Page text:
Theses and Dissertations

Issuing Body

Mississippi State University


Bruce, Lori M.

Committee Member

Prasad, Saurabh

Committee Member

Fowler, James E.

Date of Degree


Document Type

Graduate Thesis - Open Access


Electrical Engineering

Degree Name

Master of Science (M.S.)


James Worth Bagley College of Engineering


Department of Electrical and Computer Engineering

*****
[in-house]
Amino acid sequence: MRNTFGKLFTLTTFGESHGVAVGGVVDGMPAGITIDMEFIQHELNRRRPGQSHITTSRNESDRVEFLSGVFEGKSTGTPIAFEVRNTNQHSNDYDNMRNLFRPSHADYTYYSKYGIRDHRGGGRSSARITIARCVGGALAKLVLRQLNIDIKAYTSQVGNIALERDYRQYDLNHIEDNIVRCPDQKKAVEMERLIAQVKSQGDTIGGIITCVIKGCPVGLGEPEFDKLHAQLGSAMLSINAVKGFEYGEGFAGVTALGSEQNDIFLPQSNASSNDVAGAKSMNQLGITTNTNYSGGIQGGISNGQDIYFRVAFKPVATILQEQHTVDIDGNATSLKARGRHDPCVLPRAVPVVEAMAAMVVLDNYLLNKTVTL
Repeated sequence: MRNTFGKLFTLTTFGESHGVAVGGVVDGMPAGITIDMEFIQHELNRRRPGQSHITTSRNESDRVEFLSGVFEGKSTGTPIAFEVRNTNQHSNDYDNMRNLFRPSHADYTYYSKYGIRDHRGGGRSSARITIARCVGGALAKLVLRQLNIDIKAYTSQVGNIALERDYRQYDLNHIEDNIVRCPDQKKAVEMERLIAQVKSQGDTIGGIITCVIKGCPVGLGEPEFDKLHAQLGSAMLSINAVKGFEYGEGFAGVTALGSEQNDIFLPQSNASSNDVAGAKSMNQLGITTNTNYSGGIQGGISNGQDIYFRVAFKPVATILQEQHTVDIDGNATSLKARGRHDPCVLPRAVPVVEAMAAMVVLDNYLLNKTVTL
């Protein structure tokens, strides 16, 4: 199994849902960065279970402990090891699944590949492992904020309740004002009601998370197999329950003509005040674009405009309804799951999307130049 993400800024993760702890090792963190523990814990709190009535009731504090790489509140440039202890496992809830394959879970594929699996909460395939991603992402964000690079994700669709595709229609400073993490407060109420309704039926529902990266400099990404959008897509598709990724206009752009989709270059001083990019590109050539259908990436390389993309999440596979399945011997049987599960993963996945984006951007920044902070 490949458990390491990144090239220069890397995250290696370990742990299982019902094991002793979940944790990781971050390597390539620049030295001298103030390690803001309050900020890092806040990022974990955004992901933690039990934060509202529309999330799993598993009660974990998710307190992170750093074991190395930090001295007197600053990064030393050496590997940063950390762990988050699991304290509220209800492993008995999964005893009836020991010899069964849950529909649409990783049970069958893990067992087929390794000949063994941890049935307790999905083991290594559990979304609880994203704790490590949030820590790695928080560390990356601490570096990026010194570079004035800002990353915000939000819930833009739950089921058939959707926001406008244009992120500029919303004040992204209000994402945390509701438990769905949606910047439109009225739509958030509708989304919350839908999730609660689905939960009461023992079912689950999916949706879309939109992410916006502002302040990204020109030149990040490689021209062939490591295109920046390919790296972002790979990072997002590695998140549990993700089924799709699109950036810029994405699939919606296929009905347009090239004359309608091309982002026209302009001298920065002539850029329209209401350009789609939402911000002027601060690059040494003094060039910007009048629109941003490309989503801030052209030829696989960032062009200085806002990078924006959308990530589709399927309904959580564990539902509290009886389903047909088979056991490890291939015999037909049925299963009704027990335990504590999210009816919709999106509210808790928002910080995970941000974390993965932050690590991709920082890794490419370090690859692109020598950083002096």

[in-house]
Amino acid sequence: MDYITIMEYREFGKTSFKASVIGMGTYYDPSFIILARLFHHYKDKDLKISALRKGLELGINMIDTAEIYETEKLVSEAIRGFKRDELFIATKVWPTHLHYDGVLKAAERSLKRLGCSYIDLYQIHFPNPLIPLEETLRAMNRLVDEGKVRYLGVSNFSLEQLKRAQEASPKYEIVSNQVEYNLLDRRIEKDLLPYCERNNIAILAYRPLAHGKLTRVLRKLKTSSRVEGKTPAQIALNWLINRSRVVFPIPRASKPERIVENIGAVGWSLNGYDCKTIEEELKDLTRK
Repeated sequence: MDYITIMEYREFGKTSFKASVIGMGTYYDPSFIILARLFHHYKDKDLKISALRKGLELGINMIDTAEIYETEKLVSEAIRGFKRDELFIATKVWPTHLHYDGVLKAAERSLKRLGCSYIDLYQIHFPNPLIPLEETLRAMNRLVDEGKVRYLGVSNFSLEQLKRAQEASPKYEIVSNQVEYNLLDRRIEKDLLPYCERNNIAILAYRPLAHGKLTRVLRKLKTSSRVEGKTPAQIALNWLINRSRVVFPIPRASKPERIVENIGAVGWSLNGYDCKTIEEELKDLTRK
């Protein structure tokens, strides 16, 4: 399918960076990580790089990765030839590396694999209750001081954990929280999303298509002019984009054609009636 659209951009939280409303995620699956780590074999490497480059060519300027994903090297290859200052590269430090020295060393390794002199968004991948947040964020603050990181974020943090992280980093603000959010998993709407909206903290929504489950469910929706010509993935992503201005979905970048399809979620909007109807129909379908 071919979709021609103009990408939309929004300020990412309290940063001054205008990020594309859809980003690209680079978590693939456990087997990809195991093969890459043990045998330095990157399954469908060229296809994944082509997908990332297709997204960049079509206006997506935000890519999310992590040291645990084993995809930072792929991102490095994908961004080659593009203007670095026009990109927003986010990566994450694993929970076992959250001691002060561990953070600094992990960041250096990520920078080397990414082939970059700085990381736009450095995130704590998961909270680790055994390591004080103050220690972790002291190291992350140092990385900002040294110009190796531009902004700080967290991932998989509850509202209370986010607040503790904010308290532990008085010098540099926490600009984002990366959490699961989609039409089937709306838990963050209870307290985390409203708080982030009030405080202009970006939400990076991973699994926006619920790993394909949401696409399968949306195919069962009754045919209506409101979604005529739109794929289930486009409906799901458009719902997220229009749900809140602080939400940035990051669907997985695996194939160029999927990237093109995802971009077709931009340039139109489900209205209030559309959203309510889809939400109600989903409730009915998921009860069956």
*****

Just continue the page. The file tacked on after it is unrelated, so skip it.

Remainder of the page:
Developments in sensor technology have made high resolution hyperspectral remote sensing data available to the remote sensing analyst for ground cover classification and target recognition tasks. Further, with limited ground-truth data in many real-life operating scenarios, such hyperspectral classification systems often employ dimensionality reduction algorithms. In this thesis, the efficacy of spectral derivative features for hyperspectral analysis is studied. These studies are conducted within the context of both single and multiple classifier systems. Finally, a modification of existing classification techniques is proposed and tested on spectral reflectance and derivative features that adapts the classification systems to the characteristics of the dataset under consideration. Experimental results are reported with handheld, airborne and spaceborne hyperspectral data. Efficacy of the proposed approaches (using spectral derivatives and single or multiple classifiers) as quantified by the overall classification accuracy (expressed in percentage), is significantly greater than that of these systems when exploiting only reflectance information.